August 12, 2012
Brain Anatomy Predicts Altruistic Behavior

Altruistic? You probably have more grey matter at the junction between the parietal and temporal lobe.

The volume of a small brain region influences one's predisposition for altruistic behavior. Researchers from the University of Zurich show that people who behave more altruistically than others have more gray matter at the junction between the parietal and temporal lobe, thus showing for the first time that there is a connection between brain anatomy, brain activity and altruistic behavior.

Why are some people very selfish and others very altruistic? Previous studies indicated that social categories like gender, income or education can hardly explain differences in altruistic behavior. Recent neuroscience studies have demonstrated that differences in brain structure might be linked to differences in personality traits and abilities. Now, for the first time, a team of researchers from the University of Zurich headed by Ernst Fehr, Director of the Department of Economics, show that there is a connection between brain anatomy and altruistic behavior.

Every time I read a report about connections between neuroanatomy and human behavior I see it in terms of my great puzzles about the future: what choices will humans make when they gain the ability to choose the genes of their offspring? Unless robots take over those choices will determine the future of the human species (or the multiple species our descendants will become).

Think of every cognitive attribute a human can have. Patience, short term memory, excitability, neuroticism, calmness, focused, easily bored, fast at math, able to picture and rotate complex 3-D models, altruism, easily angered. To the extent that each of these can be altered by genetic variants (and I'm quite sure they all can) once it becomes possible to choose genetic variants for offspring will humans in the future make their kids more or less altruistic? More or less calm? More introverted or more extroverted? Dopamine genetic variants for harder working or slacking? How will post-humans differ from humans? Will they still like humans? Be bored by humans? Will they have enough empathy to even get along with each other? Will they diverge into mutually hostile species?

Share |      Randall Parker, 2012 August 12 08:59 AM  Brain Altruism

georgehants said at August 12, 2012 9:20 AM:

My god, when are scientists going to stop talking about altruism as if it is just a disease.
Start answering how these guys can achieve the miraculous feats that they do.
Hiding reality is not science, but irratinal.

Sergey Kurdakov said at August 12, 2012 6:28 PM:

I think this link (research on IQ and patience, ability to communicate ) is relevant.
as IQ is most desirable feature, and most probably will be first to be affected, then, at least some of good traits will be automatically selected ( by just peer pressure of high IQ individuals and their preferences, but then a situation might change, but why?)

mbabbitt said at August 13, 2012 11:20 AM:

Eugenics talk is always dangerous, no matter how smart people think they are.

Gromky said at August 13, 2012 11:39 AM:

To some, altruism is kind of disease - it puts them at dis-ease. It's a pesky phenomenon that cannot be satisfactorily explained by evolution. Especially the type that helps a perfect stranger at great personal risk with no expectation of reward.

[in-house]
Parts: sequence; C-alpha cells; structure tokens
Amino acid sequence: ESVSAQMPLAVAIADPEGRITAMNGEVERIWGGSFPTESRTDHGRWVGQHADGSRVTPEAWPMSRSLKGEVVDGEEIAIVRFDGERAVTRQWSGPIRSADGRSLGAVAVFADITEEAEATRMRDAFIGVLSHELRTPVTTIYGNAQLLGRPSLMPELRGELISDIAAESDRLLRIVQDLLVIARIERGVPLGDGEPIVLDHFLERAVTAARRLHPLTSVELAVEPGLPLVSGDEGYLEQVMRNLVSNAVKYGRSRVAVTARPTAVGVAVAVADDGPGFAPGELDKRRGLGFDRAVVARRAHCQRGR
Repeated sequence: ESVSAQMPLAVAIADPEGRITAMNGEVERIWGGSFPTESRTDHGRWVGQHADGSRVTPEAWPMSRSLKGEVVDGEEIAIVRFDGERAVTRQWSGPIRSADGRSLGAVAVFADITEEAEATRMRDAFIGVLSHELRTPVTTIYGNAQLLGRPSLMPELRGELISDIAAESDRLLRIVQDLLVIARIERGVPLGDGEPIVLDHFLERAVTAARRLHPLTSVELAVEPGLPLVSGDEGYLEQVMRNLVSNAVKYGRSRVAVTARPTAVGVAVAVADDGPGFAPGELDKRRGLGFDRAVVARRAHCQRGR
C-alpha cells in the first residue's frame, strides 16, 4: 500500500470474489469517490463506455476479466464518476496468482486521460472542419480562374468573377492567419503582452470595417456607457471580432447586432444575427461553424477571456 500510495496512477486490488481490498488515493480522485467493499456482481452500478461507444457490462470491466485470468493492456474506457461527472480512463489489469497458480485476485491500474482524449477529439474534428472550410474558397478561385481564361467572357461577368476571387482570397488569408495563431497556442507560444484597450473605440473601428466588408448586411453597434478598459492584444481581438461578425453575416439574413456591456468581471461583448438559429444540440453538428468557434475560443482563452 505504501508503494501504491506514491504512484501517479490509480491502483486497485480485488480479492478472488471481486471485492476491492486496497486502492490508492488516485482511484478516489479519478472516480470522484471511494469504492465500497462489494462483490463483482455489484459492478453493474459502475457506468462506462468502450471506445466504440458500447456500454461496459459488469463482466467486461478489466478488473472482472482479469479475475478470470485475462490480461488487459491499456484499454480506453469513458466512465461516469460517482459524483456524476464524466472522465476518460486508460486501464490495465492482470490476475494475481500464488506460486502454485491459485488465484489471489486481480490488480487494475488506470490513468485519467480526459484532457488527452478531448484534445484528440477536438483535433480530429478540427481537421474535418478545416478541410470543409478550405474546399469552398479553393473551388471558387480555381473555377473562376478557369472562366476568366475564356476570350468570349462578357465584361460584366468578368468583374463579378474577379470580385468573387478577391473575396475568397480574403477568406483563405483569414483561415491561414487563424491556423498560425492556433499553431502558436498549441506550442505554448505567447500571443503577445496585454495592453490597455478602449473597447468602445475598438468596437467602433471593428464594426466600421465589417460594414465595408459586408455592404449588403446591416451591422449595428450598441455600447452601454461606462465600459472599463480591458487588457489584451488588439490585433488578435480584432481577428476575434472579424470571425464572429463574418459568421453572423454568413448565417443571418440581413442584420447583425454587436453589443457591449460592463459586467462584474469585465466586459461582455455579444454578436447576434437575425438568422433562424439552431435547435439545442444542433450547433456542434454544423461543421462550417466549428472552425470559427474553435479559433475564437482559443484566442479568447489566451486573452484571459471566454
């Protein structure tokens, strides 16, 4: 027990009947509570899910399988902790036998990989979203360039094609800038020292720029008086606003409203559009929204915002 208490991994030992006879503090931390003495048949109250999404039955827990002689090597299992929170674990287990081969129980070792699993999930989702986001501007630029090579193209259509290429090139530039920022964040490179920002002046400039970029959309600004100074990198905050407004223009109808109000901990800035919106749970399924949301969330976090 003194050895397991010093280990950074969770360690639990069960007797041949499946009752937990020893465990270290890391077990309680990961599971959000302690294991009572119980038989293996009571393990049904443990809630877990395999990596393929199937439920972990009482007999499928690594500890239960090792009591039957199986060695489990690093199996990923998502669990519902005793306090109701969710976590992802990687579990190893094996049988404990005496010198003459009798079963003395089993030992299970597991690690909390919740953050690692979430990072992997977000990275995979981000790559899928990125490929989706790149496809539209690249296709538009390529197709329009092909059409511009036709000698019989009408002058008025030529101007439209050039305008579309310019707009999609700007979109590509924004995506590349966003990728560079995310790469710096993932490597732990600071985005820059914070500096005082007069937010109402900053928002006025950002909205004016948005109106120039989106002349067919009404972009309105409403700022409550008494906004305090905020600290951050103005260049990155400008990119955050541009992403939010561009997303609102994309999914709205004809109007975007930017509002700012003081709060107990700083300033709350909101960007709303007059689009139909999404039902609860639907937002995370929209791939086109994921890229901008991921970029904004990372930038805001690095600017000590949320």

But the question is, is this brain anatomy thing cause or effect?

Tedd said at August 13, 2012 11:47 AM:

Interesting idea about multiple species descending from homo sapiens. I don't think I ever thought about that before but I suppose that, given enough time or the right technology, it's inevitable.

I wonder if one of the first divisions might be "naturalists" and "technologists" (my own terms) -- those who choose to reproduce without pre-determining traits of their offspring by any new method versus those who choose to use new technologies to pre-determine traits.

PacRim Jim said at August 13, 2012 11:51 AM:

If "altruism" is defined as behavior that is not beneficial to or may be harmful to one but that benefits another, I question the very concept of altruism, since subtle benefits result from any ostensibly altruistic act.
There's always a payoff. I act, therefore I benefit.

TFG said at August 13, 2012 2:08 PM:

"There's always a payoff. I act, therefore I benefit."

No, you act because you choose to. That's the difference. The big difference between the "altruist" that forces other people to give money to "help" others, and the person who risks life and limb to save others from certain doom, is that the one who takes his life into his own hands does it because he chooses to. He might not "want" to, but he's choosing to. He might not get a damn thing out of it but self-respect, knowing that he did what he knows is right.

The payoff is that you did what you wanted to. You did something hair-brained, could have gotten you killed, and all for someone that you don't even know or care about on a personal level. But you did it, and you wanted to do it. Otherwise, you wouldn't have done it.

mabirch said at August 13, 2012 3:26 PM:

Does anyone else here find it contradictory that this discussion is attributing human behaviors which involve choice to solely physical antecedents which are not a choice so that someone with some sort of involuntary brain structure will take some sort of action to manipulate the brain structure in someone else so that their choices will be determined by that brain structure?

PacRim Jim said at August 13, 2012 6:56 PM:

"you act because you choose to"
Determinists argue that human choice does not exist.

ASPRIANT said at August 14, 2012 11:34 AM:

Accept the mystery

Insecure Sinecure said at August 17, 2012 4:45 PM:

Why so many uses of 'will' ? What kind of crystal ball are you using?


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